survey was not removed from
the final proposal but the lan-
guage of continuation of the
program being “subject” to
a producer survey was aban-
The other significant
change in the stand-alone pro-
posal is that producer-handlers
will have to pay the quota as-
sessment on milk that was pre-
viously exempt from the milk
The plan is now in the
hands of the CDFA secretary
for review.
Livestock truckers seek flexibility
in electronic log device rules
Capital Press
Cattle, pork, fish and bee
organizations have petitioned
the U.S. Department of Trans-
portation for a one-year ex-
emption from compliance
with a rule that will require
electronic logging devices for
truckers to track their time be-
hind the wheel.
The rule is set to go into
effect Dec. 18.
In conjunction with the
ELD exemption, they are
also asking for increased flex-
ibility for livestock haulers in
the hours of service rules that
restrict how long truckers can
stay behind the wheel.
Drivers required to use
ELDs would be limited to the
hours of service rules, which
restrict a driver to no more than
11 active driving hours. Once
a driver hits those maximum
hour allotments, he must stop
and rest for 10 consecutive
The groups contend the
livestock-hauling industry is
not prepared to use ELDs and
the hours of service rules would
be problematic when transport-
ing livestock.
They also point out that
current ELDs aren’t compati-
ble with the needs of livestock
haulers and question whether
the devices can accommodate
agricultural exemptions to
hours of service.
Pulling off the road for 10
hours isn’t an issue when haul-
ing items such as furniture, but
animals can’t just be left sitting.
It’s an animal-health issue, said
Michael Formica, assistant vice
president and counsel for do-
mestic policy with the National
Pork Producers Council.
Courtesy of Tim O’Byrne/Working Ranch magazine
The livestock industry wants an exemption to a new regulation that would require truckers to use an
electronic logging device and limit the hours a driver can work.
In addition, the available
ELDs would automatically
log miles without regard to
exemptions in place for haul-
ing livestock and agricultural
commodities in general, arbi-
trarily triggering a violation. If
a driver gets enough violations,
he loses his commercial driver
license, he said.
“It’s become a big brother
situation. It’s frustrating, but
we could deal with it as long as
the underlying rules we have to
follow are compatible” with the
unique needs of the livestock
industry, he said.
NPPC is asking for the
exemption because livestock
truckers “have a moral obli-
gation to care for the animals
they’re hauling regardless of
what some bureaucratic rule
says,” said Ken Maschoff,
NPPC president.
“Unfortunately, confusion
and possible misunderstand-
ing over enforcement and how
ELDs operate are causing sig-
nificant concern within the live-
stock industry over apparent in-
compatible HOS rules and the
realities of livestock handling,”
the petition states.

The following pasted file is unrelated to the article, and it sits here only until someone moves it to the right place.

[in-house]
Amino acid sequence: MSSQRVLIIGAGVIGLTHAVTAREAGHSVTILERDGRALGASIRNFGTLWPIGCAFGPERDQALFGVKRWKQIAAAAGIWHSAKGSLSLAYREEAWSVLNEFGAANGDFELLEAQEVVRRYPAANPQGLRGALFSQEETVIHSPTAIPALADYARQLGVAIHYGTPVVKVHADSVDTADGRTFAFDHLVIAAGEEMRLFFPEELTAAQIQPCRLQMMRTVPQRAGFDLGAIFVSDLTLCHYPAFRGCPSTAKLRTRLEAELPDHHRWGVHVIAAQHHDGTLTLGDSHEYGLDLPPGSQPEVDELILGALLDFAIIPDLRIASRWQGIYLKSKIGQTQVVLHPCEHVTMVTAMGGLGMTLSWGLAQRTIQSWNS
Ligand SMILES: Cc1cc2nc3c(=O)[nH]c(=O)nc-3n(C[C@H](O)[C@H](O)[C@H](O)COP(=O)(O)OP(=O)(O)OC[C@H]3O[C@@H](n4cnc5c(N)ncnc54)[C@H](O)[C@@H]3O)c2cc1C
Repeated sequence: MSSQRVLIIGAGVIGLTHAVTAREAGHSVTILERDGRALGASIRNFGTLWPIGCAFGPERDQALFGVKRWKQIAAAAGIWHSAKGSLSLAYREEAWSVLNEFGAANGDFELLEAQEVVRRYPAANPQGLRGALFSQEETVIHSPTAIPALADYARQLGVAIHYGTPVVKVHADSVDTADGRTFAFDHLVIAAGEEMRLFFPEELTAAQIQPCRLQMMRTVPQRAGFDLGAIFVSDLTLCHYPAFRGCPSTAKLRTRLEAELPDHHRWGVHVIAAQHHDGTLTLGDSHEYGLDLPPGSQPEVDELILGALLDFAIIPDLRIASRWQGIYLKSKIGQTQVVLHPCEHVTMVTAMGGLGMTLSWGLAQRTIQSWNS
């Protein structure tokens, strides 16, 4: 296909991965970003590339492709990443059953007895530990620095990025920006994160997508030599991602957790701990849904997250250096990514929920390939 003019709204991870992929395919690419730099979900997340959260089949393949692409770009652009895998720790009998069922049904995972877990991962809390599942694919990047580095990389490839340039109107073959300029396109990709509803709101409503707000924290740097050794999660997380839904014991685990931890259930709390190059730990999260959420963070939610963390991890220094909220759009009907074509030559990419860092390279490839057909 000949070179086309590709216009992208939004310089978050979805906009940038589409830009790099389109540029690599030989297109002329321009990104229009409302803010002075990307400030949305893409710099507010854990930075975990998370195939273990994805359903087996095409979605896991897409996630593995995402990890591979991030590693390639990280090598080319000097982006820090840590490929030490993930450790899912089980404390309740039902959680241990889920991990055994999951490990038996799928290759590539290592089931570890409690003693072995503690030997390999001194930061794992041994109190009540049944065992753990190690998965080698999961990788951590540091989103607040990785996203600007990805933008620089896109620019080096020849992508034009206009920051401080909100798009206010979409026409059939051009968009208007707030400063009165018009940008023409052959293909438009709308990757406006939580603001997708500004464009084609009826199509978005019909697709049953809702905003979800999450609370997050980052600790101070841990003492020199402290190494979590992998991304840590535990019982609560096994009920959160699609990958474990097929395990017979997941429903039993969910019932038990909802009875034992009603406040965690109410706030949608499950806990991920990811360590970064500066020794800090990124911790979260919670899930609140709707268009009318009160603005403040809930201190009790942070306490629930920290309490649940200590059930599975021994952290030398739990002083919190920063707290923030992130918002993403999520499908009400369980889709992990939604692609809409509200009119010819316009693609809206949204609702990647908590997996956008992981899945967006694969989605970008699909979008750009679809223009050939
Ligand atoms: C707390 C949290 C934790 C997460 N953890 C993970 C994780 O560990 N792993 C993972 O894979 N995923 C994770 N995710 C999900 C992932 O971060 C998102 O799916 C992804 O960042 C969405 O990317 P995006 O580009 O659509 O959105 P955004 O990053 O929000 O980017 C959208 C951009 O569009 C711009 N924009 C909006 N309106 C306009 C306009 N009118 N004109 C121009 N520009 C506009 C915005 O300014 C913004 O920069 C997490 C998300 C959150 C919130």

Many drivers are concerned
they will be arbitrarily penal-
ized for choosing the proper
care of animals because of an
arbitrary cut-off in the hours of
service rules, the groups said.
“The lack of effective in-
dustry outreach and education
compounds these concerns.
As a result, we are hearing
increased reports of drivers
choosing to stop hauling live-
stock altogether to avoid this
potential dilemma,” the peti-
tion stated.
National Cattlemen’s Beef
Association contends more
time is needed to address
the concerns and educate all
stakeholders to avoid disrup-
tion in an industry that already
has concerns with driver
“A limited exemption from
ELDs will allow for our haul-
ers to continue to safely trans-
port livestock while providing
the livestock industry time to
continue working with DOT to
find workable solutions within
the HOS rules…,” said Craig
Uden, NCBA president.
The American Farm Bu-
reau Federation, North Ameri-
can Meat Institute, U.S. Cattle-
men’s Association, Livestock
Marketing Association, Na-
tional Aquaculture Association
and American Beekeeping As-
sociation joined in the petition.
The petition also pointed
out the lack of awareness of
the ELD rule among livestock
haulers and the livestock in-
dustry and lack of DOT out-
The groups also cited a
lack of understanding among
vendors in the ELD market-
place of the unique needs of
the livestock industry and es-
sential design features for their
They also noted the older
average age of livestock haul-
ers, who are less familiar with
using new technology and
require more time to train on
ELD use.
Study: Puberty delayed in penned heifers
Capital Press
Keeping young beef heif-
ers penned over winter tends
to delay puberty compared to
letting them out on pasture,
according to a new study.
Slowing a cow’s reproduc-
tive maturity may impair her
ability to get pregnant in the
first breeding season, which is
economically undesirable for
Only 32 percent of heif-
ers kept in pens over win-
ter reached puberty by late
spring, compared to 67 per-
cent that remained on pasture,
the Oregon State University
study found.
Among the cows that did
reach puberty, those in pens